Feds set hard cap on Start-up Visa program applications, pause self-employed persons program

Last year, the feds targeted 3,500 SUV applications in 2024. Now, it’s a maximum of 840.

The Minister of Immigration, Refugees, and Citizenship Canada (IRCC), Marc Miller, implemented changes to the Start-up Visa (SUV) program and Self-Employed Persons program on April 30, which will result in a drastic decrease in the number of foreign entrepreneurs applying to enter Canada. 

IIRC announced it will now accept applications for no more than 10 startups per each of the 84 designated organizations composed of venture capital firms, angel investor groups, and business incubators. The government will also now prioritize applications from entrepreneurs whose startup is supported by Canadian capital or member incubators of Canada’s Tech Network, meaning applications from just under half of the designated organizations will not be prioritized. 

With 84 designated organizations, this effectively means the government will accept no more than 840 applications. Last year, the federal government announced plans to scale up SUV application intake from 1,000 spots in 2022 to 3,500 in 2023, 5,000 in 2024, and 6,000 by 2025, according to the Toronto Star

RELATED: Why is the Start-up Visa program struggling?

In addition, IRCC is fully pausing application intake for the arts, culture, and sport-focused Self­-Employed Persons Program to focus on processing applications from a four-year backlog. 

“Fast processing is critical to the success of entrepreneurs who come to Canada through our federal business programs,” Miller said in a statement. “These necessary changes will set the Start­up Visa Program and Self-Employed Persons Program on the path to faster processing times while we look ahead to further reforms to make these programs more sustainable and effective over the long term.”

The SUV opens a path for entrepreneurs to become permanent residents in Canada if one of the designated organizations supports them. To qualify, applicants need to have received either an investment of at least $200,000 from one of the designated venture capital funds, $75,000 from a designated angel investor group, or acceptance into a designated business incubator.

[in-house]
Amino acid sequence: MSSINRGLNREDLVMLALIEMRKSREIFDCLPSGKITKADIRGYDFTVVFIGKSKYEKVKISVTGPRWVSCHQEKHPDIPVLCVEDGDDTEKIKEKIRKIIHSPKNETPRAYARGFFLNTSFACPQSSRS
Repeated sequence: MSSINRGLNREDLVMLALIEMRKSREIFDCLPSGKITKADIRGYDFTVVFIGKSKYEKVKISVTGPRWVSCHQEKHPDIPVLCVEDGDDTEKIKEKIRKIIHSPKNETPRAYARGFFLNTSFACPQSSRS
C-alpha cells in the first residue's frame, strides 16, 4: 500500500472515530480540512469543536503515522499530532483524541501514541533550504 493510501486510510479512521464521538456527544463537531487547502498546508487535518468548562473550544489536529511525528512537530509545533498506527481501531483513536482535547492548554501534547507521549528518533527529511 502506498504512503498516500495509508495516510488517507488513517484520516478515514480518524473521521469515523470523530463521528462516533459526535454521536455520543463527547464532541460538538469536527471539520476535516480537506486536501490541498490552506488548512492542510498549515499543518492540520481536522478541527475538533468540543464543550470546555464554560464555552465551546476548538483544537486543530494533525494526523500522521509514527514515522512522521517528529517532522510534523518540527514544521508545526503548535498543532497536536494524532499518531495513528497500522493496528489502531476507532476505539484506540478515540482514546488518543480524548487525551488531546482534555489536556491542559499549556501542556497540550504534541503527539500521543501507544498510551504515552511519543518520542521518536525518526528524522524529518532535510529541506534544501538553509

The federal government claims about 900 entrepreneurs have become permanent residents through the SUV since it began piloting it in 2013, adding that number represents the launch of more than 300 startups.

RELATED: Impact of Canada’s H-1B visa talent grab may go well beyond 10,000 applicants

The program became a core part of Canada’s immigration policy in 2018, but has seen its fair share of criticism. In September, the Toronto Star reported that critics felt the program was being used as a “backdoor way into the country.” 

Stein Monteiro, a Senior Research Associate for the CERC Migration Program at Toronto Metropolitan University, joined The BetaKit Podcast at the end of 2023 to discuss a report he drafted with PhD student Bradley Bernard in October. The report claims that the SUV is only half the size of its predecessor, the Federal Entrepreneurship Program, and comparatively falls short in job creation, global trade opportunities, and long-term business viability. 

Last month, the CBC reported IRCC was looking to shrink temporary residents’ share of Canada’s population over the next three years, going from 6.2 percent of Canada’s population in 2023 to 5 percent by 2027. 

Alex Riehl

Alex Riehl

Alex Riehl is a staff writer and newsletter curator at BetaKit with a Bachelor of Journalism from Carleton University. He's interested in tech, gaming, and sports. You can find out more about him at alexriehl.com or @RiehlAlex99 on Twitter.

0 replies on “Feds set hard cap on Start-up Visa program applications, pause self-employed persons program”